Hacienda Mexican Grill's two locations brim with artifacts and artistic depictions of Mexico's rural estates. Carvings of horses, statues of campesinos, and murals of mountainous countryside immerse patrons in Mexico's history. Wagon wheels hang beneath brick archways, and traditional Mexican dresses decorate the walls with ancient dry-cleaning tickets still in their pockets.
Baskets of tortilla chips with freshly made salsa greet Hacienda's guests. As guests sip margaritas indoors or out on the patio, the kitchen staff tosses chicken, beef, and veggies into traditional Mexican dishes to cook up classic tamales and burritos. Combining two classics, the fajita taco salad buries morsels of grilled steak or chicken beneath a bed of cheese, bell peppers, tomatoes, lettuce, and guacamole.
Sol Y Luna’s recipes stem from the Castro family’s roots in Guadalajara, Mexico, but the presentation represents a commitment to more than just tradition. Meals emerge from the kitchen tapas style, with small plates that feature authentic mexican flavors tinged with a contemporary twist. Chipotle-rubbed pork-tenderloin medallions arrive with chihuahua cheese grits, and garlic mashed sweet potatoes accompany the spicy shrimp diabla, exemplifying this interplay between modern and time-honored visions of Mexico’s cuisine. A robust tequila list complements the menu with spirits aged anywhere from two months to four years.
In contrast to the inventive dishes that top its tables, the restaurant’s decor aims for a simpler, cozier ambiance. The textured walls mimic the look of sunbaked adobe, complementing the homey charm of the dining room’s shelves, which feature handcrafted wood sculptures, family photographs, and bronzed report cards.
Cantina encapsulates the rollicking atmosphere of a neighborhood taqueria in a spacious restaurant, as well as on a moving truck. Whether you visit the shop or chase down the food truck, you'll find a menu of churrasco, cuban sandwiches, fish burgers, and flour tortillas with savory cargos—braised pork, roasted vegetables, and farm-raised tilapia among them. The guacamole is homemade, as is the Screamin' Gringo hot sauce (served on request). Patrons can also pick up a sports pack for their group on game days. These packages gather snacks such as tacos, garlic fries, and churros and are perfect for serving after a few competitive rounds of seeing who can fit a football in their mouth the fastest.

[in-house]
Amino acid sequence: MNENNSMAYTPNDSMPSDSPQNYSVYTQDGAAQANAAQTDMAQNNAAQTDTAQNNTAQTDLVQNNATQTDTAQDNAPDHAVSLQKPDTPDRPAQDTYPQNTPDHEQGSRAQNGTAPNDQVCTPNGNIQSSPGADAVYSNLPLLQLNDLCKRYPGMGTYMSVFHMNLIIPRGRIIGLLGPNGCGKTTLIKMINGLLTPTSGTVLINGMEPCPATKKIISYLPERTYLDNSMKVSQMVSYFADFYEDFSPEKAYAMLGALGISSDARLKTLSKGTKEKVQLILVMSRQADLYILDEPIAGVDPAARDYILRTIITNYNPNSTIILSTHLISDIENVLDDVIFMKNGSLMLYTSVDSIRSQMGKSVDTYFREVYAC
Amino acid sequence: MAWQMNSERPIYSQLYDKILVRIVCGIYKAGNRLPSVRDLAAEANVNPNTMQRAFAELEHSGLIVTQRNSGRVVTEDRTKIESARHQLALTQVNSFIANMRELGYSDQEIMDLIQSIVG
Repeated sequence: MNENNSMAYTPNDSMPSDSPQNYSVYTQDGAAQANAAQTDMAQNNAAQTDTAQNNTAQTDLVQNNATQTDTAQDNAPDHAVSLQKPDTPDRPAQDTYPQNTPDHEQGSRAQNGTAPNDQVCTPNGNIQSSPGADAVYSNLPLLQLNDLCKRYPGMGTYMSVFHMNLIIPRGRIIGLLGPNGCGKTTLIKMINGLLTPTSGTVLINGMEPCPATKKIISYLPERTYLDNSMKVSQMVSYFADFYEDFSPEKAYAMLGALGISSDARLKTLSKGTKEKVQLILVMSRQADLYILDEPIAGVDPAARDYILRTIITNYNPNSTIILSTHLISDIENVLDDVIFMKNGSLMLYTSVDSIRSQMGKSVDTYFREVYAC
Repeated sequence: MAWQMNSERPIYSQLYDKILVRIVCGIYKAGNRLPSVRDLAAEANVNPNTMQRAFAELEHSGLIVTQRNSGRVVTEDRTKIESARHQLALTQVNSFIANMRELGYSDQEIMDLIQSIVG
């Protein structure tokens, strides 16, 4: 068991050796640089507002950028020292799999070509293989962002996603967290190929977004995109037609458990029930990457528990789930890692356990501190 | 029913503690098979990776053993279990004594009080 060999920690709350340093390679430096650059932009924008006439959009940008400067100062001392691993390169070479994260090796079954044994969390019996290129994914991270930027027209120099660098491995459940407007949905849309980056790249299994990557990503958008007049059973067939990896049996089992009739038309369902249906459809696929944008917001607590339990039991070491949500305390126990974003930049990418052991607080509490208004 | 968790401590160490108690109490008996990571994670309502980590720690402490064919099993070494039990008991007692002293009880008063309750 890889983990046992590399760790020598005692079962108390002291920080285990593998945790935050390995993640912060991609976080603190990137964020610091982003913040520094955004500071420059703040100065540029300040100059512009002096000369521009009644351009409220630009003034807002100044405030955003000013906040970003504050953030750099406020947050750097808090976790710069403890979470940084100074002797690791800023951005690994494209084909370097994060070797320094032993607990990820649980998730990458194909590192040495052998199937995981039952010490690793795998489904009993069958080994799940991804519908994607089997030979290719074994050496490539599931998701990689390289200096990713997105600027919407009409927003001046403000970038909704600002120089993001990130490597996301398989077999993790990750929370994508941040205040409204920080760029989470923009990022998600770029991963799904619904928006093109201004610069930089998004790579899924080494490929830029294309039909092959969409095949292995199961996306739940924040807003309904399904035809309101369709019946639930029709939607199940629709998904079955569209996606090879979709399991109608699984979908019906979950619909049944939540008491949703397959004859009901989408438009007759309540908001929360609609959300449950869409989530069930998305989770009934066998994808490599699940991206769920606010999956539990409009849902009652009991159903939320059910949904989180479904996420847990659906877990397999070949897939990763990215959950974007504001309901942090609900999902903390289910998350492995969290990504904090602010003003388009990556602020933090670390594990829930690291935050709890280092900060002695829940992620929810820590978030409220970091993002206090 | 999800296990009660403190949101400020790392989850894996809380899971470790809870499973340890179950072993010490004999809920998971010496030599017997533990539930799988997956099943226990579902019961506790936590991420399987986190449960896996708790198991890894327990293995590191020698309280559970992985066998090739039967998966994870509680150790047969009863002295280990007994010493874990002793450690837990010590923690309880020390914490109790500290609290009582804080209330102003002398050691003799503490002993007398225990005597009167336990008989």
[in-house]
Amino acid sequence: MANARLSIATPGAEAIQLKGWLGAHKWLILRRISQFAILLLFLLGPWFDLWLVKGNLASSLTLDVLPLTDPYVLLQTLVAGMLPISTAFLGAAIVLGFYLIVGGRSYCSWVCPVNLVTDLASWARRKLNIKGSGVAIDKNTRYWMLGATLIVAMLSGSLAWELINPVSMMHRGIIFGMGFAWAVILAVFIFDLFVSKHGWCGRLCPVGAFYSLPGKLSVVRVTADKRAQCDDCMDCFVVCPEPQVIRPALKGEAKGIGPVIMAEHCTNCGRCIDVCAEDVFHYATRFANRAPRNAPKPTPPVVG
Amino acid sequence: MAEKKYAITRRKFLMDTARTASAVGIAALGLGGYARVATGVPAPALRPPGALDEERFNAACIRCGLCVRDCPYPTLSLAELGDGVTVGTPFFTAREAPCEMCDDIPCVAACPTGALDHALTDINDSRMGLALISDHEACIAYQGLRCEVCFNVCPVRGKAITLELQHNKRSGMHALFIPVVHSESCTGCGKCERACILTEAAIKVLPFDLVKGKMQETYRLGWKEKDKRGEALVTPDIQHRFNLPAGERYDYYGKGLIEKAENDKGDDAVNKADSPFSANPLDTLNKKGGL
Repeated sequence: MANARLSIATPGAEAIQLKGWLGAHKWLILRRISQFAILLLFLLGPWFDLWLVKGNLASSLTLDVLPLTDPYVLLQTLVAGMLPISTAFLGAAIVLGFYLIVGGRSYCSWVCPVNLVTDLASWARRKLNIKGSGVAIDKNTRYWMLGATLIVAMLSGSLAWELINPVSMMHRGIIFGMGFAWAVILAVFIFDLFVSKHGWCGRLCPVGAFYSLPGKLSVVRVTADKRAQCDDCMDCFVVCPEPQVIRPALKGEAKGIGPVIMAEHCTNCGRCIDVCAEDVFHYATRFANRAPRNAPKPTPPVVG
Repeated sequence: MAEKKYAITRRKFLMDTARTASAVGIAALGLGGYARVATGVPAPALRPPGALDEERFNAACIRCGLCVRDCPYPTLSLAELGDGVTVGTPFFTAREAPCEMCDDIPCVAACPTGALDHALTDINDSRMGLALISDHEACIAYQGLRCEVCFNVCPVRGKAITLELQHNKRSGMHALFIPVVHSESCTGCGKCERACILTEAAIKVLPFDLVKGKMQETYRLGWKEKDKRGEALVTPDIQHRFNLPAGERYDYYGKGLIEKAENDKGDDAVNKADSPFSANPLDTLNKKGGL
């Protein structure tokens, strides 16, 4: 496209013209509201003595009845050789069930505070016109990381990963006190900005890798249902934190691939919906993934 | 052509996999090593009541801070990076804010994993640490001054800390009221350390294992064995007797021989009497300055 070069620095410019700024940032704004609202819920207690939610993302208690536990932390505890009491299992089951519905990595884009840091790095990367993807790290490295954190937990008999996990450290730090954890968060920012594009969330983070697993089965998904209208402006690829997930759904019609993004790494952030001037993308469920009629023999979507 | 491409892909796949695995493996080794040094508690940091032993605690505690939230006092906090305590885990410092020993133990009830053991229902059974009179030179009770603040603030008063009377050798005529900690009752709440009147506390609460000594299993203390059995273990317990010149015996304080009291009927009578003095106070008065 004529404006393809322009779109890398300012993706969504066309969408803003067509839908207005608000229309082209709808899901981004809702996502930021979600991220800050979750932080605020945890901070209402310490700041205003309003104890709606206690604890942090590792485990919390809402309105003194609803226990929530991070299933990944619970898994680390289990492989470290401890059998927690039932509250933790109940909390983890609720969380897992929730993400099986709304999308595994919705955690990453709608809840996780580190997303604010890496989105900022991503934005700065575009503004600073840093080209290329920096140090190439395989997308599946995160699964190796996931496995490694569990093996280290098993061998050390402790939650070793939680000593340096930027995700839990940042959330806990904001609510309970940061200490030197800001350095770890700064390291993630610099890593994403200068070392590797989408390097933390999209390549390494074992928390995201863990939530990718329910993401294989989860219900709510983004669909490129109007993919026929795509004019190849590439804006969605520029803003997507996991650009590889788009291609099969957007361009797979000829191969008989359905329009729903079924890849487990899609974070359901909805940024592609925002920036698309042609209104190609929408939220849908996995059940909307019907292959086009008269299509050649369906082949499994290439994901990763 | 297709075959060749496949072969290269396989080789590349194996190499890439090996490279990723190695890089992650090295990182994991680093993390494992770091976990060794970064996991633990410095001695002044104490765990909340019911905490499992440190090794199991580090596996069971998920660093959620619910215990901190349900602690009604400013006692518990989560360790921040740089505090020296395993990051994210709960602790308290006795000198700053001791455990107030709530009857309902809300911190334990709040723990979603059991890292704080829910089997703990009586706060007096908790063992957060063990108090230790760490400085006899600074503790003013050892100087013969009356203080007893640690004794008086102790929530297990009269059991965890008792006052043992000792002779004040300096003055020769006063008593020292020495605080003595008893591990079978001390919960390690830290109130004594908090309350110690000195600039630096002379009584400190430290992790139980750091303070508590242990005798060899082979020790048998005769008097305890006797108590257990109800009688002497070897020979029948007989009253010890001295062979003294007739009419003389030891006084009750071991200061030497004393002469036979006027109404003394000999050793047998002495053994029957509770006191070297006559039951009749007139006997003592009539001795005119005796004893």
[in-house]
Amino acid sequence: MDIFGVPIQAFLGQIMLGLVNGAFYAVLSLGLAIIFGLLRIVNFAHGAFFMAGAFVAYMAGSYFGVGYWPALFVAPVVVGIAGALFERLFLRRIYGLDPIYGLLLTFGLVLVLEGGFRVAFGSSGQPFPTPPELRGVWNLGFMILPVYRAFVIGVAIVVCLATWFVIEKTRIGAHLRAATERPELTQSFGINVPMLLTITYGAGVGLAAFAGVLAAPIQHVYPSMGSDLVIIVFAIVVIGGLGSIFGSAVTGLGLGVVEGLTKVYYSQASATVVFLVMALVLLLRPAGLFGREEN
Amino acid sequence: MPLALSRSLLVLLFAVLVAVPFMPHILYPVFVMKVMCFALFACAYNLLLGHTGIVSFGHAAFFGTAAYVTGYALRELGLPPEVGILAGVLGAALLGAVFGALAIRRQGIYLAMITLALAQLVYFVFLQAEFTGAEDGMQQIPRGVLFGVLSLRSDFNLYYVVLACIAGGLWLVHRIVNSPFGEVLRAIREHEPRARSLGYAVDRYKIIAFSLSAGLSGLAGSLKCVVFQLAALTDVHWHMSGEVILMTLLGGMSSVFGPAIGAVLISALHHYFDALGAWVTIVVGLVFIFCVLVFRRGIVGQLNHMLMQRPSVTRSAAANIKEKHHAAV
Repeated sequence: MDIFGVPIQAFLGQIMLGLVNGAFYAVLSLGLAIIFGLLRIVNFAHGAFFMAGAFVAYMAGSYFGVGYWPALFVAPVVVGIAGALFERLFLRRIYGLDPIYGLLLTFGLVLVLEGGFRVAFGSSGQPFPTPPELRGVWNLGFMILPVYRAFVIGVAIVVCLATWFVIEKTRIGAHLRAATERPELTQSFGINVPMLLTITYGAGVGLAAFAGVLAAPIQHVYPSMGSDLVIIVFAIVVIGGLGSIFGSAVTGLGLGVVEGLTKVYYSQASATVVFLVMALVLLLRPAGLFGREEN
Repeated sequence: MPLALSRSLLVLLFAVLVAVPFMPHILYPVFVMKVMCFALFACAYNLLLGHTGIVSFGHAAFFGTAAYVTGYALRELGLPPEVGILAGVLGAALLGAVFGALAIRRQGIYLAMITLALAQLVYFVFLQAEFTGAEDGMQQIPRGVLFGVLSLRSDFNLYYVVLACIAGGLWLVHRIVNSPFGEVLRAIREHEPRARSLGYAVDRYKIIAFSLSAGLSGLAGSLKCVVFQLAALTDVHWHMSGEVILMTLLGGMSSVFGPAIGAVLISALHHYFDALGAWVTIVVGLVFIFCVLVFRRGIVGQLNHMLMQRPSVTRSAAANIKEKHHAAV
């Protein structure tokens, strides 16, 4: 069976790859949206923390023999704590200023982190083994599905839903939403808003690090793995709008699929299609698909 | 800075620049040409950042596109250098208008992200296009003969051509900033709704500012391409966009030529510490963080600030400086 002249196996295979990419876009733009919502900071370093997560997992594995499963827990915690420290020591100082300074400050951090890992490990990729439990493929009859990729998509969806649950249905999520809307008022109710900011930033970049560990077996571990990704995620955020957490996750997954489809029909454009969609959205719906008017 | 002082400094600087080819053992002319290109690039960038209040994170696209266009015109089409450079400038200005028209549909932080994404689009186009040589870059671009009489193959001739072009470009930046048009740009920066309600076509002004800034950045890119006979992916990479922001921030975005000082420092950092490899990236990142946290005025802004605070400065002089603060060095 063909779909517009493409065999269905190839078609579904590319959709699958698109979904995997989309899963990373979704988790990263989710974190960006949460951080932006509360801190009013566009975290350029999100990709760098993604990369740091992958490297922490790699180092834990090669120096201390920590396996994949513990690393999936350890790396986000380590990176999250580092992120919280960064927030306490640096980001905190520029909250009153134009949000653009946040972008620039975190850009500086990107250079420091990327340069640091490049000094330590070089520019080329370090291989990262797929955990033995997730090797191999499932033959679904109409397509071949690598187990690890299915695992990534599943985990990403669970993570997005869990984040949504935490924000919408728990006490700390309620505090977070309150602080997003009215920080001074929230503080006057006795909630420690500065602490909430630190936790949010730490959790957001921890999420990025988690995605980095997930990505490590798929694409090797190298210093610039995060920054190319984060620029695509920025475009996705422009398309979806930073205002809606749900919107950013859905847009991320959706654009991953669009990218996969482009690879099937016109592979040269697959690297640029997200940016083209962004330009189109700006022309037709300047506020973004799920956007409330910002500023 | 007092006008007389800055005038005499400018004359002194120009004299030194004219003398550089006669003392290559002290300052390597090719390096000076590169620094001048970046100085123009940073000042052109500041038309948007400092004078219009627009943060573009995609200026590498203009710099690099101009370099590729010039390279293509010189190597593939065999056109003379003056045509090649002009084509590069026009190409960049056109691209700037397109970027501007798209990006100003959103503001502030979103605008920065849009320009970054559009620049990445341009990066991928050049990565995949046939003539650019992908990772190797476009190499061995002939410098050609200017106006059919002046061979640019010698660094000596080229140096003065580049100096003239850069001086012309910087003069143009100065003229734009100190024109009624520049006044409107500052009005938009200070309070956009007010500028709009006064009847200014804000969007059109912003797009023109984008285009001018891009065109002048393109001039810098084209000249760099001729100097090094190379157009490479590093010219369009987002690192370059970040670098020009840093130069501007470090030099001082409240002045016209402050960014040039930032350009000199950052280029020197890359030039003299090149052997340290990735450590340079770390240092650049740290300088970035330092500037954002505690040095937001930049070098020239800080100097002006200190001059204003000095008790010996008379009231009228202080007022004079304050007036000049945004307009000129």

Salsarita's swiftly serves a spicy sea of Mexican dishes, with a myriad of fresh ingredients available to customize any meal. Peruse the menu in search of an ideal south-of-the-border entree, such as a bodacious burrito ($4.59–$5.59 for a small or $5.99–$6.99 for a large) or a tantalizing taco ($1.99–$2.49). Fusion-minded food-lovers can try one of Salsarita's pizzas ($5.49) of the taco, vegetarian, white, or BBQ variety. Sides such as chips and guacamole ($2.59) sidle up to non-tortilla options such as nachos ($5.99–$6.99) or taco salads ($4.99–$6.99), a dish born when a claustrophobic bunch of lettuce refused to climb into the overcrowded taco shell.
In today's chatter-heavy world, delicious secrets rarely last a day, let alone more than a century. Yet according to LA Teen Festival magazine, the Anaya family behind Pinches Tacos has managed to guard its coveted mole recipe for more than 120 years. The sauce's undisclosed ingredients have transferred from bough to bough of the Anaya family tree, passing through the generations alongside methods for hand making tortillas, marinating carne asada, and blindfolding tour groups that walk through the kitchen. The authentic eats have also made the trip from Mexico to California and Alabama.
The Homewood location is owned by Ty Taylor, whom befriended the Anayas while living in Hollywood and moonlighting as an actor. Running his own Pinches location brought him back home to his native Alabama after years out West in the restaurant and entertainment industry. “I love reconnecting with friends I haven’t seen in twenty years,” he told the Homewood Star last year. “Friends stop by weekly to say ‘hello’ and share a drink. It’s great to be back in a neighborhood surrounded by new and old friends.”
The Star also reports that the restaurant's name comes from the Spanish slang for cook, "pinche," which Pancho Villa would reputedly shout whenever he craved a taco meal. Today, the tacos on the Anayas’ menu would have made Pancho beg. They come cradling everything from slow-broiled and citrus-scented pork to shrimp and cactus, exploring the full possibilities of fresh ingredients and authentic Mexican combinations. Burritos, tortas, and sopes round out the list of street-food staples, carrying with them everything from Angus beef to oaxacan cheese.